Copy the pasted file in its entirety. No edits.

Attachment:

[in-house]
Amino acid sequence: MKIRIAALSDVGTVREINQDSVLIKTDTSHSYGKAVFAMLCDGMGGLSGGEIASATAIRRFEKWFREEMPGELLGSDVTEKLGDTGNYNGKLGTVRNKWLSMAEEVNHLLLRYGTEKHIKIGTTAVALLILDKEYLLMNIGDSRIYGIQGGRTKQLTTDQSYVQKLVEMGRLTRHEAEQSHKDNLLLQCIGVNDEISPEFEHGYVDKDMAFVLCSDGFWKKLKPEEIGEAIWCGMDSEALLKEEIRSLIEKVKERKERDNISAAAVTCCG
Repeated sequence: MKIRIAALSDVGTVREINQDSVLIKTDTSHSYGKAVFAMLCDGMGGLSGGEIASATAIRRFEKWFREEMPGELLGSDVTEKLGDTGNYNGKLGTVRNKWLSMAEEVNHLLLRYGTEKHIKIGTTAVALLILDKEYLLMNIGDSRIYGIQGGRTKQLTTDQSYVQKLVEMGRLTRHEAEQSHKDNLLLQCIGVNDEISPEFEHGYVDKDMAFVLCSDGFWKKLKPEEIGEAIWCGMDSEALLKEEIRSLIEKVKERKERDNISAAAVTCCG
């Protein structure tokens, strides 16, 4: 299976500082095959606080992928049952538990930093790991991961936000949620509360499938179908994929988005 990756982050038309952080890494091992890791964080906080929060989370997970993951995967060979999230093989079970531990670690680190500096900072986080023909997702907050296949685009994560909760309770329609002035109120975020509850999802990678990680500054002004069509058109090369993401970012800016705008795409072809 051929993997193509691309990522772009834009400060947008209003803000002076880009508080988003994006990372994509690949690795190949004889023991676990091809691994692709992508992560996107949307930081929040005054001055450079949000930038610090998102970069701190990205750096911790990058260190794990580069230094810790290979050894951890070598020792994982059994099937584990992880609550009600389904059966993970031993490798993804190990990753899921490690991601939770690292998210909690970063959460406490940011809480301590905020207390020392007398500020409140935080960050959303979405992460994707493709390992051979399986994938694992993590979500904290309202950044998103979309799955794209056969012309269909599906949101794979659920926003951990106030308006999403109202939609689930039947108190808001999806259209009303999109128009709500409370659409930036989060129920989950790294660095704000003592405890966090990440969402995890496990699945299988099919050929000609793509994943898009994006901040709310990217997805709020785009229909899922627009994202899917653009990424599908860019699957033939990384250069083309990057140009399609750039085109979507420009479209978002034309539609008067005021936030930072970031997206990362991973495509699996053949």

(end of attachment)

[in-house]
Amino acid sequence: MKIRIAALSDVGTVREINQDSVLIKTDTSHSYGKAVFAMLCDGMGGLSGGEIASATAIRRFEKWFREEMPGELLGSDVTEKLGDTGNYNGKLGTVRNKWLSMAEEVNHLLLRYGTEKHIKIGTTAVALLILDKEYLLMNIGDSRIYGIQGGRTKQLTTDQSYVQKLVEMGRLTRHEAEQSHKDNLLLQCIGVNDEISPEFEHGYVDKDMAFVLCSDGFWKKLKPEEIGEAIWCGMDSEALLKEEIRSLIEKVKERKERDNISAAAVTCCG
Repeated sequence: MKIRIAALSDVGTVREINQDSVLIKTDTSHSYGKAVFAMLCDGMGGLSGGEIASATAIRRFEKWFREEMPGELLGSDVTEKLGDTGNYNGKLGTVRNKWLSMAEEVNHLLLRYGTEKHIKIGTTAVALLILDKEYLLMNIGDSRIYGIQGGRTKQLTTDQSYVQKLVEMGRLTRHEAEQSHKDNLLLQCIGVNDEISPEFEHGYVDKDMAFVLCSDGFWKKLKPEEIGEAIWCGMDSEALLKEEIRSLIEKVKERKERDNISAAAVTCCG
């Protein structure tokens, strides 16, 4: 299976500082095959606080992928049952538990930093790991991961936000949620509360499938179908994929988005 990756982050038309952080890494091992890791964080906080929060989370997970993951995967060979999230093989079970531990670690680190500096900072986080023909997702907050296949685009994560909760309770329609002035109120975020509850999802990678990680500054002004069509058109090369993401970012800016705008795409072809 051929993997193509691309990522772009834009400060947008209003803000002076880009508080988003994006990372994509690949690795190949004889023991676990091809691994692709992508992560996107949307930081929040005054001055450079949000930038610090998102970069701190990205750096911790990058260190794990580069230094810790290979050894951890070598020792994982059994099937584990992880609550009600389904059966993970031993490798993804190990990753899921490690991601939770690292998210909690970063959460406490940011809480301590905020207390020392007398500020409140935080960050959303979405992460994707493709390992051979399986994938694992993590979500904290309202950044998103979309799955794209056969012309269909599906949101794979659920926003951990106030308006999403109202939609689930039947108190808001999806259209009303999109128009709500409370659409930036989060129920989950790294660095704000003592405890966090990440969402995890496990699945299988099919050929000609793509994943898009994006901040709310990217997805709020785009229909899922627009994202899917653009990424599908860019699957033939990384250069083309990057140009399609750039085109979507420009479209978002034309539609008067005021936030930072970031997206990362991973495509699996053949």